"What explanation can you give them that would justify making the results of their hard work a farce and to the public that it's okay to falsely claim that the crime rate is rising at a pace in Hernando County that should make them scared to leave their house?"
Sullivan called Nienhuis' crime rate claims "trickonometry."
The Florida Department of Law Enforcement's Uniform Crime Report shows the total number of crimes committed, or the crime index. That is up, Sullivan said.
"I do not buy his numbers and nor should the public," he said.
The index showed an increase because of an error in reporting, Nienhuis replied. The crime rate, adjusted for population, is the only fair way to compare crime over the years, he said.
Sullivan questioned why Nienhuis shifted longtime sheriff's secretary Barbara Renfroe to a newly created position coordinating volunteers for the agency, among other duties, at a salary of about $51,000. Nienhuis brought his own secretary from Pasco and put her in the post.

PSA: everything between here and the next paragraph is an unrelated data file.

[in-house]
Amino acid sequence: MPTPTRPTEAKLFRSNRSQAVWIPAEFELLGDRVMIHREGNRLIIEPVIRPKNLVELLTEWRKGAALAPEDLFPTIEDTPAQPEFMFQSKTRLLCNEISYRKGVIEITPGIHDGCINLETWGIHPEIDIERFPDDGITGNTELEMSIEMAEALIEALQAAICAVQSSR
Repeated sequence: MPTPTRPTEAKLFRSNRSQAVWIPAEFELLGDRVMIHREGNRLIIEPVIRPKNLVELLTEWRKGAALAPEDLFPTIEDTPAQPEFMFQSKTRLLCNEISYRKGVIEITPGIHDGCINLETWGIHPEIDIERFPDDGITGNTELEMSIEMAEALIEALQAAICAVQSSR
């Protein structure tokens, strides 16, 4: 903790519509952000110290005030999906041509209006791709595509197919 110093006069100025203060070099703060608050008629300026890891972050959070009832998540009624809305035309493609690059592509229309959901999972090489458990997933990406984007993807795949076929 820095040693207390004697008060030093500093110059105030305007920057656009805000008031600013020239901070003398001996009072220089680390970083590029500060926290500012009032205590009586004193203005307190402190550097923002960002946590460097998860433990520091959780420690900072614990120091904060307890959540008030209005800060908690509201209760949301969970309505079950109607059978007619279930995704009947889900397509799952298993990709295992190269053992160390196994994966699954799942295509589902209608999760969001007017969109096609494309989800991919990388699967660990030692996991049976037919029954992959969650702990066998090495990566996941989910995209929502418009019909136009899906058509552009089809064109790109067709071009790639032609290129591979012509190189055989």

At the same time, Sullivan criticized Nienhuis for one of his first decisions after he took office: to forfeit the agency's state accreditation. Given the heavy costs and staffing necessary to maintain accreditation, the sheriff said at the time, it wasn't worth it.
"It makes no academic sense, no practitioner sense, no legal sense why the first thing you do is cut accreditation and bring your friend from Pasco County to keep your schedule," Sullivan said.
Nienhuis said he moved Renfroe because she had planned to retire about this time and he didn't want to have to find a new assistant during an election. Renfroe's position coordinating volunteers and their training ultimately saves the agency money, he said.
"She is absolutely critical to the operation of the Sheriff's Office," he said.
Nienhuis noted that Sullivan ran unsuccessfully for Pasco sheriff in 2008, which seems counter to Sullivan's claim now that a homegrown candidate is preferable.
"Can you explain why your position, your opinion and your promises keep changing to suit your situation at any given time?" Nienhuis asked.